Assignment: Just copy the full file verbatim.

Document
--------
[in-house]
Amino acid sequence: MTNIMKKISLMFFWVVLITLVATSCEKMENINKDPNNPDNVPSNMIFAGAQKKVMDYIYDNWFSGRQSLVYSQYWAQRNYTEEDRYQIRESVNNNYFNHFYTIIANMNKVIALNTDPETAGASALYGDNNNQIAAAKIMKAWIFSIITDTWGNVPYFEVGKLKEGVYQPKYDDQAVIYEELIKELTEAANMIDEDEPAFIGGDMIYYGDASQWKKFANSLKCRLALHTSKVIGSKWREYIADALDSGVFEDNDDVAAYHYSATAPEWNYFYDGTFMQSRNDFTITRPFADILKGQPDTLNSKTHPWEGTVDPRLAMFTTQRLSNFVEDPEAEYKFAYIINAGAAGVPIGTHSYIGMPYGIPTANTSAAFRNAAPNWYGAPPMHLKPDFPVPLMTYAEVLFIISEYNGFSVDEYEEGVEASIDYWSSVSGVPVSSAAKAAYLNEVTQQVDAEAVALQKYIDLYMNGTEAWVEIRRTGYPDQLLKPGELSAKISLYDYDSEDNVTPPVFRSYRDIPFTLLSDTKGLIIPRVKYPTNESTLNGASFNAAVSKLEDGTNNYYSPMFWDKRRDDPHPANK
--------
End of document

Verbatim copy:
[in-house]
Amino acid sequence: MTNIMKKISLMFFWVVLITLVATSCEKMENINKDPNNPDNVPSNMIFAGAQKKVMDYIYDNWFSGRQSLVYSQYWAQRNYTEEDRYQIRESVNNNYFNHFYTIIANMNKVIALNTDPETAGASALYGDNNNQIAAAKIMKAWIFSIITDTWGNVPYFEVGKLKEGVYQPKYDDQAVIYEELIKELTEAANMIDEDEPAFIGGDMIYYGDASQWKKFANSLKCRLALHTSKVIGSKWREYIADALDSGVFEDNDDVAAYHYSATAPEWNYFYDGTFMQSRNDFTITRPFADILKGQPDTLNSKTHPWEGTVDPRLAMFTTQRLSNFVEDPEAEYKFAYIINAGAAGVPIGTHSYIGMPYGIPTANTSAAFRNAAPNWYGAPPMHLKPDFPVPLMTYAEVLFIISEYNGFSVDEYEEGVEASIDYWSSVSGVPVSSAAKAAYLNEVTQQVDAEAVALQKYIDLYMNGTEAWVEIRRTGYPDQLLKPGELSAKISLYDYDSEDNVTPPVFRSYRDIPFTLLSDTKGLIIPRVKYPTNESTLNGASFNAAVSKLEDGTNNYYSPMFWDKRRDDPHPANK